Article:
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Cancer. 2015 Sep 1;121(17):2883-91. doi: 10.1002/cncr.29438. Epub 2015 Apr 30.

Hypogammaglobulinemia in newly diagnosed chronic lymphocytic leukemia: Natural history, clinical correlates, and outcomes.

Author information

Division of Hematology, Department of Medicine, Mayo Clinic, Rochester, Minnesota.
Department of Hematology and Oncology, Mayo Clinic, Phoenix, Arizona.
Division of Biomedical Statistics and Informatics, Mayo Clinic, Rochester, Minnesota.
Division of Hematopathology, Department of Laboratory Medicine and Pathology, Mayo Clinic, Rochester, Minnesota.
Division of Hematology and Oncology, Mayo Clinic, Jacksonville, Florida.
Department of Laboratory Medicine and Pathology, Mayo Clinic, Rochester, Minnesota.
Department of Immunology, Mayo Clinic, Rochester, Minnesota.



Although hypogammaglobulinemia is a well recognized complication in patients with chronic lymphocytic leukemia (CLL), its prevalence at the time of CLL diagnosis, and association with novel prognostic markers and clinical outcome is not well understood.


All patients at the Mayo Clinic between January 1999 and July 2013 who had newly diagnosed CLL and had a baseline assessment of serum immunoglobulin G (IgG) were included. The relation between hypogammaglobulinemia at diagnosis and the novel prognostic parameters time to first treatment (TFT) and overall survival (OS) were evaluated.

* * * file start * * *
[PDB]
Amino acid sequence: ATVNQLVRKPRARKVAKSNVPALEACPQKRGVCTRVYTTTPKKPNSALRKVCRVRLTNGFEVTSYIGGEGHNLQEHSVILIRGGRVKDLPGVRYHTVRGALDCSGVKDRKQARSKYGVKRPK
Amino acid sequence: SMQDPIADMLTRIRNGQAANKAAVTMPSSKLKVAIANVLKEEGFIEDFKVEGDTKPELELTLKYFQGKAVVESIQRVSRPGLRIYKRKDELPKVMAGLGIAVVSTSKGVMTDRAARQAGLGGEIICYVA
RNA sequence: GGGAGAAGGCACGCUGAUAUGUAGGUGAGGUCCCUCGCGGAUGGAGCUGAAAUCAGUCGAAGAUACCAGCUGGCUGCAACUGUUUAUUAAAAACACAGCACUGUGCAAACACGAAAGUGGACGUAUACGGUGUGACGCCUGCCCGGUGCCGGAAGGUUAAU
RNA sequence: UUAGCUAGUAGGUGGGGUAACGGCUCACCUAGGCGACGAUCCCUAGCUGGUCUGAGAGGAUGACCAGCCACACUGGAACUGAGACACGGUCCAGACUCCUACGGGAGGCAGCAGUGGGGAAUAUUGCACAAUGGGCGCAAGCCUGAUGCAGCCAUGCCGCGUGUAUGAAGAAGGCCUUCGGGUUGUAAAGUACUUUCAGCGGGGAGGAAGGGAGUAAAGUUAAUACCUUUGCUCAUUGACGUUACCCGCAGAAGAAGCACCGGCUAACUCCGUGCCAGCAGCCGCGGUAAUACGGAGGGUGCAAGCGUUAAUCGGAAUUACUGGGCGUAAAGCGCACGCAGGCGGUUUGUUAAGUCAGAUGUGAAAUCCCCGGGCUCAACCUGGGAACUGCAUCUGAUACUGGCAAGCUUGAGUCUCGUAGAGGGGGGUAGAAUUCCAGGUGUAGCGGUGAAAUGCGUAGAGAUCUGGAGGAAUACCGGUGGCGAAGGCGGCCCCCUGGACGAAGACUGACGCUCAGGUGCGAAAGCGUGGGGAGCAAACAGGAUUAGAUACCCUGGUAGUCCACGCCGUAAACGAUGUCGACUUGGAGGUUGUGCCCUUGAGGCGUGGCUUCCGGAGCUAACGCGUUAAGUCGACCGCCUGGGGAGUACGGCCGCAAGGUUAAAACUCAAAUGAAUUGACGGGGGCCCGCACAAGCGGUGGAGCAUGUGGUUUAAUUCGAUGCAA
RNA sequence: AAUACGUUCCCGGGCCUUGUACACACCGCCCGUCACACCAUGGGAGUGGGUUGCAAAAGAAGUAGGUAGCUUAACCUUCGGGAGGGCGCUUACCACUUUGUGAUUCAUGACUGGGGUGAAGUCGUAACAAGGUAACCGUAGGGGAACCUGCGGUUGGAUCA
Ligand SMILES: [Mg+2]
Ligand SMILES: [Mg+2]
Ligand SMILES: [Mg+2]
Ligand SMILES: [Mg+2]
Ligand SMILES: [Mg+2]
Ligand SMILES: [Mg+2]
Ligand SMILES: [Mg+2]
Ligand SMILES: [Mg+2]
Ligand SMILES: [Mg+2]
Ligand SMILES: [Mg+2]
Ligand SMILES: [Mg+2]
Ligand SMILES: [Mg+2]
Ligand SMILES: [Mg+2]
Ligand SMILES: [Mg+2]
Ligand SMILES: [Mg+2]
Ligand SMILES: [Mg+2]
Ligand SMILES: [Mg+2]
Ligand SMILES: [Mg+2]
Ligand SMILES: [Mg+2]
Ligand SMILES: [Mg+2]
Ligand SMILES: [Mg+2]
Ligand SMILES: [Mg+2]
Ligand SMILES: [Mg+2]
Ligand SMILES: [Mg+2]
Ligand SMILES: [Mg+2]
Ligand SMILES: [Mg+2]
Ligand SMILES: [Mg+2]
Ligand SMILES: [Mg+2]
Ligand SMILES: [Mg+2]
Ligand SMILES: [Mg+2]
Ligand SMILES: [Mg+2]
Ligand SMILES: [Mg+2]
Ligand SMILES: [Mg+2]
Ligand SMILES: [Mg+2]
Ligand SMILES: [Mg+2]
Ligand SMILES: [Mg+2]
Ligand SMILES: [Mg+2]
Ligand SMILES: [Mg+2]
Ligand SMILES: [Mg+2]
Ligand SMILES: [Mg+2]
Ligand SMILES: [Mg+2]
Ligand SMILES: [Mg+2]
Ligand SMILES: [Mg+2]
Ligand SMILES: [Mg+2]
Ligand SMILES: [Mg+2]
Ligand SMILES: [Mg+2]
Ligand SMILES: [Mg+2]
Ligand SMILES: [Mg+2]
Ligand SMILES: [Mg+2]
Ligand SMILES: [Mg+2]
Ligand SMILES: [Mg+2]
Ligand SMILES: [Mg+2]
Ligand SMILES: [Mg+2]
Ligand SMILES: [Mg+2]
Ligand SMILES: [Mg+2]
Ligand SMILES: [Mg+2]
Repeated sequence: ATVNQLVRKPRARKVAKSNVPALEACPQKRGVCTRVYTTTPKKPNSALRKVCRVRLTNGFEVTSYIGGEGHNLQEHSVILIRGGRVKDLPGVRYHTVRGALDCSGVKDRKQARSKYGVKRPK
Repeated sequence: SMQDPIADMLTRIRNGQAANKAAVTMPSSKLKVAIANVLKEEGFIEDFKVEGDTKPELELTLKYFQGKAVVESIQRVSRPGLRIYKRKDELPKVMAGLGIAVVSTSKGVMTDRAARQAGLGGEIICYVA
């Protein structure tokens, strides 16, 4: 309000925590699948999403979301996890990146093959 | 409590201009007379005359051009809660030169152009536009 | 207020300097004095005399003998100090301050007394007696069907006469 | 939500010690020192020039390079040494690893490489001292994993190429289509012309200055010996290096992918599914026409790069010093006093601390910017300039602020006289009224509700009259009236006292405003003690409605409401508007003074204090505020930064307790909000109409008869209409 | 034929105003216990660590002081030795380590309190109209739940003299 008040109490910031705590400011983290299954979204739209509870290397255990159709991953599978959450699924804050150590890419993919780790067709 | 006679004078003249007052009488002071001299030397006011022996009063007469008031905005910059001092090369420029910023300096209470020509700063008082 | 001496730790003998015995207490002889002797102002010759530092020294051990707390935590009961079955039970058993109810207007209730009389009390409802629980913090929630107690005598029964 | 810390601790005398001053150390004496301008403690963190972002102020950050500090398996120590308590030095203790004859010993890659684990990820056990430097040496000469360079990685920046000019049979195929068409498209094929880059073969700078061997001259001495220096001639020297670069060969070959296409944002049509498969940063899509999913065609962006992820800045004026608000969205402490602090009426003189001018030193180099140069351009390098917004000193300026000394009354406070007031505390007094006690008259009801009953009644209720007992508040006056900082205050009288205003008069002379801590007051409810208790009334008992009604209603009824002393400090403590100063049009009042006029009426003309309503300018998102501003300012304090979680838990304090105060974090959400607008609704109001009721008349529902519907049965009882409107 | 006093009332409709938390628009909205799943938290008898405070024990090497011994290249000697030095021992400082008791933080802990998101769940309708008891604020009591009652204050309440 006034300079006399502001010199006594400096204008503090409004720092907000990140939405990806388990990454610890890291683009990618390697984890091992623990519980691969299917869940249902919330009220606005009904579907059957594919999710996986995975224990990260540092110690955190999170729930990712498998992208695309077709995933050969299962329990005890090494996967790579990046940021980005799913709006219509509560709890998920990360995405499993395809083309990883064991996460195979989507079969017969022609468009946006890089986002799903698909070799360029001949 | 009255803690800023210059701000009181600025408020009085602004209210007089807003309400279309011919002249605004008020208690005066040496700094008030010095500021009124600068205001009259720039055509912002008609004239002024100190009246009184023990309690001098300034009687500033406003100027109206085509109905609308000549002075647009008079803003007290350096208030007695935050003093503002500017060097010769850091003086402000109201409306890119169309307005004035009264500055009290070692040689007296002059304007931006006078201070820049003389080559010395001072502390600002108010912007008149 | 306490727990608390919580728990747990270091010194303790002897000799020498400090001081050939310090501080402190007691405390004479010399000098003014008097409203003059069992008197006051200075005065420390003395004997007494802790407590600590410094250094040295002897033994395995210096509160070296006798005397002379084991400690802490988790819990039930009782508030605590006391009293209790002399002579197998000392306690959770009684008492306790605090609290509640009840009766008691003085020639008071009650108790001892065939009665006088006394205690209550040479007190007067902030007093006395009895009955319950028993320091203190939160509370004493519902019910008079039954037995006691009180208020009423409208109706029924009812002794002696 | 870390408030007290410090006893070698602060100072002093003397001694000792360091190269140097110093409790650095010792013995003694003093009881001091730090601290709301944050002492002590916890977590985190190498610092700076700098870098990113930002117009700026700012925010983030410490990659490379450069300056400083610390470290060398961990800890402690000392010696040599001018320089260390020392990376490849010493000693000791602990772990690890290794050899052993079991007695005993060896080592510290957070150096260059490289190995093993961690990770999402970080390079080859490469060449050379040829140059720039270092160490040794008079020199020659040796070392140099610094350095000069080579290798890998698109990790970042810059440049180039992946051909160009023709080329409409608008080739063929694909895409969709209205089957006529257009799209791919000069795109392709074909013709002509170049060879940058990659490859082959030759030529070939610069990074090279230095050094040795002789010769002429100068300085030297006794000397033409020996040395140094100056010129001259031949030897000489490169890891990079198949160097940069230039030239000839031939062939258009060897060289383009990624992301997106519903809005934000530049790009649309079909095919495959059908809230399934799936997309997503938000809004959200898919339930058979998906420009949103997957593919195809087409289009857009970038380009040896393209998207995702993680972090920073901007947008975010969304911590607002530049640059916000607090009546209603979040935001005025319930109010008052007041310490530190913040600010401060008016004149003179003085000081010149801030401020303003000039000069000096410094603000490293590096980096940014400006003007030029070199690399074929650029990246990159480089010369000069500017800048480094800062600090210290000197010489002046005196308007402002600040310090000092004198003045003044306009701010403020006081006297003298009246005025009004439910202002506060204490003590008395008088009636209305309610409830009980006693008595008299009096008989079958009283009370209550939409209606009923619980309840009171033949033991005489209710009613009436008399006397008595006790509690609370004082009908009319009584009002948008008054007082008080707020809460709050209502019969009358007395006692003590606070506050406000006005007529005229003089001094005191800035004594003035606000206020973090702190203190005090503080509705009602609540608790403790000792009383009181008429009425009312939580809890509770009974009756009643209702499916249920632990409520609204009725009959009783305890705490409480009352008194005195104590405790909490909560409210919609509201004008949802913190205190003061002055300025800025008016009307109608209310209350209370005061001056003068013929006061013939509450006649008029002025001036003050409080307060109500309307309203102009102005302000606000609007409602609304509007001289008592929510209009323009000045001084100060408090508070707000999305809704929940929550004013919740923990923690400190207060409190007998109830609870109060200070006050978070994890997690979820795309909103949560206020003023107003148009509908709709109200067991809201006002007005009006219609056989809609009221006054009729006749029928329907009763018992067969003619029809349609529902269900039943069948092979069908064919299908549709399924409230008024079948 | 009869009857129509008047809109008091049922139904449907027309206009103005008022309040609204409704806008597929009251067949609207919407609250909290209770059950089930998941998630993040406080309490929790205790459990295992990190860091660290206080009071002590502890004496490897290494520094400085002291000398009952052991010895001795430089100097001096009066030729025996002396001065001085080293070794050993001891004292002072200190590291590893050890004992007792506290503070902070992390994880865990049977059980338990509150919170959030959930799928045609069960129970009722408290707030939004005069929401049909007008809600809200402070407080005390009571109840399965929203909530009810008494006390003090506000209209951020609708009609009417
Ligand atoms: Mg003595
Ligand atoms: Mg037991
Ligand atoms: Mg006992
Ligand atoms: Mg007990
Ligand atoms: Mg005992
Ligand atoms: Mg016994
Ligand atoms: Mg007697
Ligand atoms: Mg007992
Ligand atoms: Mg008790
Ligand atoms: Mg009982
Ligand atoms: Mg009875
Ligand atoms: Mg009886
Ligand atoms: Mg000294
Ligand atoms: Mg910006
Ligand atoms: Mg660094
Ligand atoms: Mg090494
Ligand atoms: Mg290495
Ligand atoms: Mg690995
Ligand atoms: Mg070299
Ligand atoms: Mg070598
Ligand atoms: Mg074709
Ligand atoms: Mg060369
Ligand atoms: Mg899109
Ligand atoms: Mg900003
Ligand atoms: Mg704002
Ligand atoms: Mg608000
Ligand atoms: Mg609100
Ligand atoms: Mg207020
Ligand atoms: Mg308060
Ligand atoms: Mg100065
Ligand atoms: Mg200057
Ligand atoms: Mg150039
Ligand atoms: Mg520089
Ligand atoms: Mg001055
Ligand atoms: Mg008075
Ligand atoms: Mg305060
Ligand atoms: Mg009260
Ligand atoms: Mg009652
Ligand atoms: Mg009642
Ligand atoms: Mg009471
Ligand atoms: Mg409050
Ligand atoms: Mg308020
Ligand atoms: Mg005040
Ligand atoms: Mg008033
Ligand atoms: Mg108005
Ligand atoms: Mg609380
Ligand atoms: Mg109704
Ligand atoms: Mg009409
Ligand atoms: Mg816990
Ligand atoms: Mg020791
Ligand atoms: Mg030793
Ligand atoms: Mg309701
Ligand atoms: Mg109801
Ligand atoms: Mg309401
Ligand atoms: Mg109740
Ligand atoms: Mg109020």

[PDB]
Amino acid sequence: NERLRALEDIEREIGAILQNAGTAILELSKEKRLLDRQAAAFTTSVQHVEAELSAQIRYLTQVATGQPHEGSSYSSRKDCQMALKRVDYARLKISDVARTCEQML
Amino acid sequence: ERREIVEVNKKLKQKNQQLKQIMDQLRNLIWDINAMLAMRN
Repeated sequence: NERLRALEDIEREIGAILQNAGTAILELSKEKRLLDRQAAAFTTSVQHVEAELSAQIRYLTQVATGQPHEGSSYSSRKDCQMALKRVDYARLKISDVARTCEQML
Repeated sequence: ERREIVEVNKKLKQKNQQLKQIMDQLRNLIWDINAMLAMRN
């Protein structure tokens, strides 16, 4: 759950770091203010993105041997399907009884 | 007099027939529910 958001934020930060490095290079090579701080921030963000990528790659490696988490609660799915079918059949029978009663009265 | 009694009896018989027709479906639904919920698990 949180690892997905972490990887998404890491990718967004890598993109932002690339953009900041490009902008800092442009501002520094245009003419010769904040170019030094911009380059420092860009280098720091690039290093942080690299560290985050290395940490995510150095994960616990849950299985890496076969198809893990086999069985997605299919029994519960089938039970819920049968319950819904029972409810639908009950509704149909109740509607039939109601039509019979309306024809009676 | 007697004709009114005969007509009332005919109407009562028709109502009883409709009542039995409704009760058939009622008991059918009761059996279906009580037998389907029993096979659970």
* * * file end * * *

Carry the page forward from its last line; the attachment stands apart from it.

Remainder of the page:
Of 1485 patients who met the eligibility criteria, 382 (26%) had hypogammaglobulinemia (median IgG, 624 mg/dL), whereas the remaining 1103 patients (74%) had normal serum IgG levels (median IgG, 1040 mg/dL). Patients who had hypogammaglobulinemia at diagnosis were more likely to have advanced Rai stage (III-IV; P = .001) and higher expression of CD49d (P < .001) compared with patients who had normal IgG levels. Although the median TFT for patients who had hypogammaglobulinemia was shorter compared with that for patients who had normal IgG levels (3.8 years vs 7.4 years; P < .001), on multivariable analysis, there was no difference in OS between these 2 groups (12.8 years vs 11.3 years, respectively; P = .73). Of 1103 patients who had CLL with normal IgG levels at diagnosis and who did not receive CLL therapy, the risk of acquired hypogammaglobulinemia was 11% at 5 years and 23% at 10 years.


Hypogammaglobulinemia is present in 25% of patients with newly diagnosed CLL. Approximately 25% of patients who have CLL with normal IgG levels at diagnosis will subsequently develop hypogammaglobulinemia on long-term follow-up. The presence of hypogammaglobulinemia does not appear to impact overall survival.


chronic lymphocytic leukemia; hypogammaglobulinemia; immune dysregulation; outcomes; prognostic markers

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